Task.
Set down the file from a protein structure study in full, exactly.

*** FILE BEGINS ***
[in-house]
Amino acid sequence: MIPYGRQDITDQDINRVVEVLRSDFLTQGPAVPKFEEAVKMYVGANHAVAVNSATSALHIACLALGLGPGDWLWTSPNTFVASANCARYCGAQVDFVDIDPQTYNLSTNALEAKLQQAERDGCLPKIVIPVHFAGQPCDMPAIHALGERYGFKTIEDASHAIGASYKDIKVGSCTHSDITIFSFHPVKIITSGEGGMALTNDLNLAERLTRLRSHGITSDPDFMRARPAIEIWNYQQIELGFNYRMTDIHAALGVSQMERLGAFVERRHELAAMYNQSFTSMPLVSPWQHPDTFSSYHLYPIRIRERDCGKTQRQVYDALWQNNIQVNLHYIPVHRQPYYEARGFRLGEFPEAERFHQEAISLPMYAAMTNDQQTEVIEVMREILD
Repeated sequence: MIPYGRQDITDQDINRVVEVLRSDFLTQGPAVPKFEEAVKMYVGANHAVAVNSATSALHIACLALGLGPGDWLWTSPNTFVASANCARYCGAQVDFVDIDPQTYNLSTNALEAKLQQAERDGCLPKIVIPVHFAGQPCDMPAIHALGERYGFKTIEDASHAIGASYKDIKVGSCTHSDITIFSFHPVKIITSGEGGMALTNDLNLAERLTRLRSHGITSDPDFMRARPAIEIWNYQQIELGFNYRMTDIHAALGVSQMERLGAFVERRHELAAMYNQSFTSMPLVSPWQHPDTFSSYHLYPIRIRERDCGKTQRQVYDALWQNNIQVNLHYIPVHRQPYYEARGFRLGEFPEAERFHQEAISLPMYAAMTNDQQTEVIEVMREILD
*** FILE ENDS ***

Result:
[in-house]
Amino acid sequence: MIPYGRQDITDQDINRVVEVLRSDFLTQGPAVPKFEEAVKMYVGANHAVAVNSATSALHIACLALGLGPGDWLWTSPNTFVASANCARYCGAQVDFVDIDPQTYNLSTNALEAKLQQAERDGCLPKIVIPVHFAGQPCDMPAIHALGERYGFKTIEDASHAIGASYKDIKVGSCTHSDITIFSFHPVKIITSGEGGMALTNDLNLAERLTRLRSHGITSDPDFMRARPAIEIWNYQQIELGFNYRMTDIHAALGVSQMERLGAFVERRHELAAMYNQSFTSMPLVSPWQHPDTFSSYHLYPIRIRERDCGKTQRQVYDALWQNNIQVNLHYIPVHRQPYYEARGFRLGEFPEAERFHQEAISLPMYAAMTNDQQTEVIEVMREILD
Repeated sequence: MIPYGRQDITDQDINRVVEVLRSDFLTQGPAVPKFEEAVKMYVGANHAVAVNSATSALHIACLALGLGPGDWLWTSPNTFVASANCARYCGAQVDFVDIDPQTYNLSTNALEAKLQQAERDGCLPKIVIPVHFAGQPCDMPAIHALGERYGFKTIEDASHAIGASYKDIKVGSCTHSDITIFSFHPVKIITSGEGGMALTNDLNLAERLTRLRSHGITSDPDFMRARPAIEIWNYQQIELGFNYRMTDIHAALGVSQMERLGAFVERRHELAAMYNQSFTSMPLVSPWQHPDTFSSYHLYPIRIRERDCGKTQRQVYDALWQNNIQVNLHYIPVHRQPYYEARGFRLGEFPEAERFHQEAISLPMYAAMTNDQQTEVIEVMREILD